According to our friends at IDC, the number of datacenters worldwide (well over 8 million now!) is expected to peak this year and then start to decline.   Initially, that part about declining might seem a bit surprising, because the amount of compute and storage consumed by the world shows no signs of slowing, but the key trend is that datacenters are consolidating from many, smaller configurations to fewer, larger, scale-out installations.

As we all know, the move to cloud services is what’s behind this change.  We all desire IT services that are increasingly nimble and ever-scalable, and that’s most easily accomplished by letting someone else build out monster datacenters and then we pay for just what we need.  All well and good, but as we pile more into fewer datacenters, this huge scale of deployment must make substantial strides in efficiency.

Today’s scale-out datacenter architecture, invented by the likes of Amazon and Facebook, was built around HDDs, which are dirt cheap.  It worked fine to load several HDDs into each of your servers and you didn’t worry if they were all being used or not.  But here’s the challenge:  For a number of well-documented reasons, HDDs are out and SSDs are in, and when you deploy this same architecture with SSDs, you are wasting a lot of money. 

Here’s why:  When you combine compute and storage within a single chassis, you need to pick your ratio of compute (how many processors / cores) and storage (how many SSDs, capacity, and performance), and now you are effectively stuck with that ratio for the lifetime of your datacenter.  (Yes, you could pull every chassis out and add more storage, but this is rarely done.)  And because you want to be sure that you don’t run out of storage for that yet-to-be-written application somewhere down the road, you put an extra SSD (or two) in there, just to be safe.

The result:  Poor storage utilization.  If you size every compute/storage node to be able to handle your most storage-hungry application (and you really need to), then on average, a lot of your expensive SSDs are doing nothing.  We’ve seen utilization rates as low as 5% and about 40%, on average.

That’s just the way it is, you say?  No, there must be a better way to do this, and there is.  It’s referred to as compute-storage disaggregation, and it’s the datacenter architecture of the not-so-distant future.

Disaggregation simply means to physically deploy compute and storage resources in two, independent pools, and then dynamically combine them back together on an as-needed basis.  The breakthrough you get with this is that you are always right-sizing the storage requirements to each application, never over-provisioning again.  And when you achieve that, your storage utilization approximately doubles.

Now you might be thinking “so what, my storage utilization metric improves… who cares?”  But think about it this way:  If your storage utilization doubles, you never needed to buy half of all those expensive SSDs!  Take the millions you were going to spend there and do something better with that money.  This is how we make substantial strides in datacenter costs and efficiency.

Back to disaggregation… you might also be thinking “didn’t we already do that with SANs?”  Yes, that is exactly what the industry invented back in the 90s with Fibre Channel (FC).  It was a good idea then, and it’s still a good way to pool and share a bunch of HDDs.  But that was built for HDDs, not SSDs, and while the industry is moving over to all Flash FC and iSCSI arrays now, it’s far less than optimal:  SANs are built around SCSI protocols, meant to talk with HDDs, and attaching SSDs via the SCSI protocol is like driving a Ferrari through your neighborhood at 25 mph – it’s a huge waste of performance.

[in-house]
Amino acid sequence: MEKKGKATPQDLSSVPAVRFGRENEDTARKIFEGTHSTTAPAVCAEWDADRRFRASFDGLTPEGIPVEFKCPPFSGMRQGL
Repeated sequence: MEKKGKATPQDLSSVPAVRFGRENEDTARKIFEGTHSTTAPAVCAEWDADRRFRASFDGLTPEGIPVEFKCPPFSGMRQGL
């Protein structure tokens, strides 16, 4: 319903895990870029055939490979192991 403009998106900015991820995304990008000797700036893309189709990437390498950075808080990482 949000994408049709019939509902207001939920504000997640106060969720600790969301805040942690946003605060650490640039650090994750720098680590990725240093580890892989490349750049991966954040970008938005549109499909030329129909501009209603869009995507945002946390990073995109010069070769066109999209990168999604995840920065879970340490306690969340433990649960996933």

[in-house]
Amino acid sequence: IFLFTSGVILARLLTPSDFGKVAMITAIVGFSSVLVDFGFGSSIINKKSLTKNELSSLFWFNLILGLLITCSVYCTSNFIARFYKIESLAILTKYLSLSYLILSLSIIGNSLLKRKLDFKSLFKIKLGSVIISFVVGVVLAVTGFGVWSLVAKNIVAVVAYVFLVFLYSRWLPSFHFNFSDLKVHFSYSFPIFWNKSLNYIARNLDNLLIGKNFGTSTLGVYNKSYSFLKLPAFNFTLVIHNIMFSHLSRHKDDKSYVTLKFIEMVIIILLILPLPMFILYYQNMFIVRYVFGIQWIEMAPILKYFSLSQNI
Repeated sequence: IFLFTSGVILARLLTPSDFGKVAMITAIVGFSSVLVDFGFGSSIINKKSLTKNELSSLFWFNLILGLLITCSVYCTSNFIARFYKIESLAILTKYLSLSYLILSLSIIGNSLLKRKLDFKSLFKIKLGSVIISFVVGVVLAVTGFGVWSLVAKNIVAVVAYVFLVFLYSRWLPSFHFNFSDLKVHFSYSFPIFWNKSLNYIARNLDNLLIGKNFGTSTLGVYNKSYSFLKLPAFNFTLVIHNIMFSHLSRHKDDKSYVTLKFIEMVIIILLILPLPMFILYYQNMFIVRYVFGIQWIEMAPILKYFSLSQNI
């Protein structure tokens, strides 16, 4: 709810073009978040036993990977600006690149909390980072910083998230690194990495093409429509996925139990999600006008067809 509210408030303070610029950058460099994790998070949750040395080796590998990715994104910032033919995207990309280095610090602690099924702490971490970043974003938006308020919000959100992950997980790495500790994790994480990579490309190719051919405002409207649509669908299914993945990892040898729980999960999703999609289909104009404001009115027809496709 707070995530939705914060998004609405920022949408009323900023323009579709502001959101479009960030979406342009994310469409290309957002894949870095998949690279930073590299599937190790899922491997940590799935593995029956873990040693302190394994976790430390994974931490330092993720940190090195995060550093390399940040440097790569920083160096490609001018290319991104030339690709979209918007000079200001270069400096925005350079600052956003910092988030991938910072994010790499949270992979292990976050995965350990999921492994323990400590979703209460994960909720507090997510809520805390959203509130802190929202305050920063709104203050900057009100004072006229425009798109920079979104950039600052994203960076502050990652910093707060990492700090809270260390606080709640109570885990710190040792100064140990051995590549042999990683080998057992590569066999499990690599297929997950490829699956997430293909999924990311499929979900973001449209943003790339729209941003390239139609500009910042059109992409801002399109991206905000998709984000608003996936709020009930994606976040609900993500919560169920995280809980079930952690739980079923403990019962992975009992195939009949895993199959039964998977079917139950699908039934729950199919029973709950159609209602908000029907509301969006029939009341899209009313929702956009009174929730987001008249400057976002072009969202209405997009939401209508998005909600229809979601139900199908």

SSDs work best when using the language invented just for SSDs, and that’s called NVMe.  There is absolutely no reason to use an inefficient protocol like SAS or SATA to talk with fast storage.  We need the modern day equivalent of a SAN, and the good news is that it has been invented and is in the process of being deployed.

What’s this new fabric look like?  Fibre Channel is out, and Ethernet is in.  But this is not your father’s Ethernet… we’re talking a high speed, supercharged version of Ethernet that uses a technique called RDMA to move data across a fabric in a handful of microseconds.  This technique, deployed in protocols like RoCE and iWARP, is what’s needed to connect pools of low-latency SSDs back to your compute nodes and do so in a way that doesn’t sacrifice the performance you expect from SSDs. 

Hardware is available in prototype form today that demonstrates well less than a 10% penalty for remotely accessing those SSDs in a disaggregated architecture.  This is a very small price to pay for all the millions you saved by disaggregating in the first place.

And the list of benefits continues:  You can depreciate all that expensive hardware on much more optimized schedules, say, 24 months for the compute side and 5 years for the storage side – that makes the accountants happy.  You can deploy resources on an as-needed basis, and you can adjust that deployment over time as your business needs change.  Storage requirements outpacing your expectations?  Just bring in a few more racks or pods of SSDs, plug them in, and put them to use.  Simple and efficient.

Disaggregated configurations are the future of datacenter architectures, and it’s just a matter of when, not if, they will be deployed.  If you have a big datacenter build-out you are planning, it’s time to think differently.  And save a pile of money while you're at it.